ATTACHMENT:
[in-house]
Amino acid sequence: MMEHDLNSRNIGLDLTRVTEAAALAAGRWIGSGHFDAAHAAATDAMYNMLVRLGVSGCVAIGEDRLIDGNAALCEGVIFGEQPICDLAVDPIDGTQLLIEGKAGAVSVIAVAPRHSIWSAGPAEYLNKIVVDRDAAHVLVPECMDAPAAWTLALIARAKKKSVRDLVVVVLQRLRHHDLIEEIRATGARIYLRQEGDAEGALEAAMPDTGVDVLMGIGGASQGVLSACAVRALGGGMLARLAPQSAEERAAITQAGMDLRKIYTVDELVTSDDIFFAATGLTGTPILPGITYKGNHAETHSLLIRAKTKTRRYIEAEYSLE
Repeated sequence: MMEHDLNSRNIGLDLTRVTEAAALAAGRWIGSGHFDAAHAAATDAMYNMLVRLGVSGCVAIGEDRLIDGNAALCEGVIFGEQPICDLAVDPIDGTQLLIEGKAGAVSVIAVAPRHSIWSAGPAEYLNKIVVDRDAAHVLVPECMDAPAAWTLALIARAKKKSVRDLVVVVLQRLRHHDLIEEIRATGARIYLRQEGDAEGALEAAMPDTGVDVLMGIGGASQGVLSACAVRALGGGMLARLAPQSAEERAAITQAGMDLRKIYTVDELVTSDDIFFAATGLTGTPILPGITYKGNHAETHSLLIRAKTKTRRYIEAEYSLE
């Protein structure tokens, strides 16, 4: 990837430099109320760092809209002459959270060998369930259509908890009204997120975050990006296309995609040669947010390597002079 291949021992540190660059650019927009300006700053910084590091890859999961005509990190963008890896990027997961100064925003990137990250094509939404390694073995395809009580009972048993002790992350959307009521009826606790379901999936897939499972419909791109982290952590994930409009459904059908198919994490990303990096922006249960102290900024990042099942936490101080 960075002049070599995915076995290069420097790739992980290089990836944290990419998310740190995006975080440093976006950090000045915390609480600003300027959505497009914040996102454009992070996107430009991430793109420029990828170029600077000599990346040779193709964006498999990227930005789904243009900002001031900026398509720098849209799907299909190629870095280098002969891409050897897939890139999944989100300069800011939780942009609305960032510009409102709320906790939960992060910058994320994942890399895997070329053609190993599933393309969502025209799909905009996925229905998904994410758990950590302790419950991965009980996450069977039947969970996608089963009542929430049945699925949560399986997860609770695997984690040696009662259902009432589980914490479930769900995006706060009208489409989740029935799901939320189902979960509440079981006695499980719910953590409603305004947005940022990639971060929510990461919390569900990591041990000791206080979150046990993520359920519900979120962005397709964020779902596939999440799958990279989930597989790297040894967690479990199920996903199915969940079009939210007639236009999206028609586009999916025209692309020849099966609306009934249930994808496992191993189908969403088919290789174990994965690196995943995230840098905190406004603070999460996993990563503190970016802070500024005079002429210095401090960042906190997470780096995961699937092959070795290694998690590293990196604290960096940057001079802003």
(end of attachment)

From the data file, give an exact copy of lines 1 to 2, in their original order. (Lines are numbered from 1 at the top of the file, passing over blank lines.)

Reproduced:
[in-house]
Amino acid sequence: MMEHDLNSRNIGLDLTRVTEAAALAAGRWIGSGHFDAAHAAATDAMYNMLVRLGVSGCVAIGEDRLIDGNAALCEGVIFGEQPICDLAVDPIDGTQLLIEGKAGAVSVIAVAPRHSIWSAGPAEYLNKIVVDRDAAHVLVPECMDAPAAWTLALIARAKKKSVRDLVVVVLQRLRHHDLIEEIRATGARIYLRQEGDAEGALEAAMPDTGVDVLMGIGGASQGVLSACAVRALGGGMLARLAPQSAEERAAITQAGMDLRKIYTVDELVTSDDIFFAATGLTGTPILPGITYKGNHAETHSLLIRAKTKTRRYIEAEYSLE